The UFC and Krause’s team sent medical documents to the Texas Department of Licensing and Regulation (TDLR). Then, at 9 p.m. Friday, a doctor administered a physical on Krause at the host hotel. The doctor sent the information back to the TLDR, and Krause was officially cleared for competition.

On Saturday, Krause dragged Giles into a very tough fight but lost a split decision (29-28, 28-29, 29-28). It was a major gamble but not a total loss. The UFC got to keep Giles, a popular Houston cop, on the card.

“Took a chance and came up short tonight,” Krause wrote afterward on Instagram. “Lost a split decision to a tough guy a weight class above me on 18 hours notice. I knew what I was getting into and would do it all over again. With no risk there is no reward.”

Part of Krause’s reward was a $50,000 fight-of-the-night bonus.

— Raimondi

Ortega wants five rounds with Zabit

Brian Ortega was in the Toyota Center to support Reyes — a fellow Californian — and do some promotional work. He said he is aware of the rumors that he is fighting Zabit Magomedsharipov in April, but he said nothing is signed, and he’s not sure what’s going on.

He does want to fight Zabit five rounds, and he said if Zabit wants to be a champ this year, take a five-rounder.


Khaos: ‘Get used to the name’

What a couple of weeks for Khaos Williams, a 25-year-old welterweight. Williams took Saturday’s fight against Alex Morono on short notice after Morono’s original opponent, Dhiego Lima, was forced to withdraw.

Morono was on a three-fight win streak coming in, and he fights out of Texas. Williams promised earlier in the week that the hometown crowd would go home unhappy, and he delivered with a KO just 27 seconds into round 1.

“Like I said, Khaos Williams, get used to the name, I’ll be here and I’m here to stay,” Williams said. “I’m the future, and one day I’ll be fighting for the title.”

Williams earned a $50,000 performance-of-the-night bonus.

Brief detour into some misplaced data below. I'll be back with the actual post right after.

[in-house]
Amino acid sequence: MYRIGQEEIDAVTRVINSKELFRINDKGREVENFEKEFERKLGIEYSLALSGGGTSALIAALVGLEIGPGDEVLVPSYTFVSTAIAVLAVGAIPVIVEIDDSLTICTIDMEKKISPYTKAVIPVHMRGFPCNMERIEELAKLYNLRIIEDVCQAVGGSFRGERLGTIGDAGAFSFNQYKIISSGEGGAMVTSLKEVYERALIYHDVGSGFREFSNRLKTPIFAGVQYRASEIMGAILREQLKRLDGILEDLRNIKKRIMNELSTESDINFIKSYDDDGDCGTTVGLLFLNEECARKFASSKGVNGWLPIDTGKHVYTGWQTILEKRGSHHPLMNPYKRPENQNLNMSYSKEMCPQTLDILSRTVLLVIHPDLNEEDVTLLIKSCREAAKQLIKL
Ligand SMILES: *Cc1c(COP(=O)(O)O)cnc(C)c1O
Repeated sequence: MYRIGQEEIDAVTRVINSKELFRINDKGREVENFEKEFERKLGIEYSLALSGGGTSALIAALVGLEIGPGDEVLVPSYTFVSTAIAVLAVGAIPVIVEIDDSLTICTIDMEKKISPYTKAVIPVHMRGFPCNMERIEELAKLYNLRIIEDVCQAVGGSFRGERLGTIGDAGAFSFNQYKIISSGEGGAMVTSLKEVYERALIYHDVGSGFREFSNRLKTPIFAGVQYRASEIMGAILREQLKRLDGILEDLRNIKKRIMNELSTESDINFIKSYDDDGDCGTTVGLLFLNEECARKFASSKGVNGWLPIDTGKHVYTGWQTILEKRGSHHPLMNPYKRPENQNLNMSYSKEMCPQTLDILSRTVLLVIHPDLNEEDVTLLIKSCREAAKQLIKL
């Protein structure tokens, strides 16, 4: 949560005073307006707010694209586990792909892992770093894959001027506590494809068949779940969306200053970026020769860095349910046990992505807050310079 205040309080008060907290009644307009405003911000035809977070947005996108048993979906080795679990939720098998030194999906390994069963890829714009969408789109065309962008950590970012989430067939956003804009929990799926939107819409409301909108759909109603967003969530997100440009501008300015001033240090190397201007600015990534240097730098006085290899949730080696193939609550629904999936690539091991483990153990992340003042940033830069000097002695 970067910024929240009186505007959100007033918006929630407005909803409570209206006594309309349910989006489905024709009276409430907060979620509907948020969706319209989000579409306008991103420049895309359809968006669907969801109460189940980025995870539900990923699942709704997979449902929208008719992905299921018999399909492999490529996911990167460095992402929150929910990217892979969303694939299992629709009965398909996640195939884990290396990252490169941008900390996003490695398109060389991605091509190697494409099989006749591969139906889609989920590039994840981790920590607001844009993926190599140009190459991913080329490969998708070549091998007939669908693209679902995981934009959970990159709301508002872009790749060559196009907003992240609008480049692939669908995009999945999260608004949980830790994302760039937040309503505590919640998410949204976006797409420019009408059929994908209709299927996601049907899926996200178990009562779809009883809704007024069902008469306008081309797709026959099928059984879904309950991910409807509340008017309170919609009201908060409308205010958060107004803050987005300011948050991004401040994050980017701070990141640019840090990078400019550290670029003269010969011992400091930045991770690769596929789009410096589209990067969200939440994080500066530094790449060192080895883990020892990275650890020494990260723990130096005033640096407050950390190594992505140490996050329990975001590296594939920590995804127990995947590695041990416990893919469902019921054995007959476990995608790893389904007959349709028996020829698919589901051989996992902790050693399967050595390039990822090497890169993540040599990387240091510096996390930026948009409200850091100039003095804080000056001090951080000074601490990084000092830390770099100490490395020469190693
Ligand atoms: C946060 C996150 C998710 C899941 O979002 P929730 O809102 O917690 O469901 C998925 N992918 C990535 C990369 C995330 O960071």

Tough night for the home team

Fortis MMA has been one of the top MMA teams of the past two years, and it went 19-5 in 2019. Postfight interviews with Fortis athletes, who are all close to head coach Sayif Saud, have become regular occurrences in the Octagon after victories.

Fortis MMA was set up for a big night in its native state of Texas but instead went 0-3 on the night as Austin Lingo and Miles Johns suffered their first defeats and Alex Morono was stopped by Khaos Williams.

As he walked past ESPN, Saud was asked if he had anyone left on the rest of the card and joked, “Three losses isn’t enough?”

A very rare off night for one of the premiere camps.


Moment of silence for Kobe Bryant, other victims of crash

Before the start of the main card, the UFC paid tribute to the memory of Kobe Bryant, his daughter Gianna and the seven other people who died in a helicopter crash on Jan. 26 in Calabasas, California.

Zalal celebrates big win: ‘I’m talking to Joe Rogan’

Youssef Zalal looked great. No finish, but a clean, dominant performance.

He was born in Morocco and moved to the United States as a child. He didn’t see his mother for 11 years because he didn’t have a green card. If he left the country, he wouldn’t have been able to get back in. He finally got that settled last year and saw his mother for the first time in more than a decade, and his manager Jason House says he has noticed a difference since. Zalal is a happier, poised, more content and complete human. He’s only 23.

Zalal was poised during the fight, but he revealed his emotions a bit after the bout, when he was being interviewed in the Octagon. “I’m talking to Joe Rogan,” he said with a smile.

— Okamoto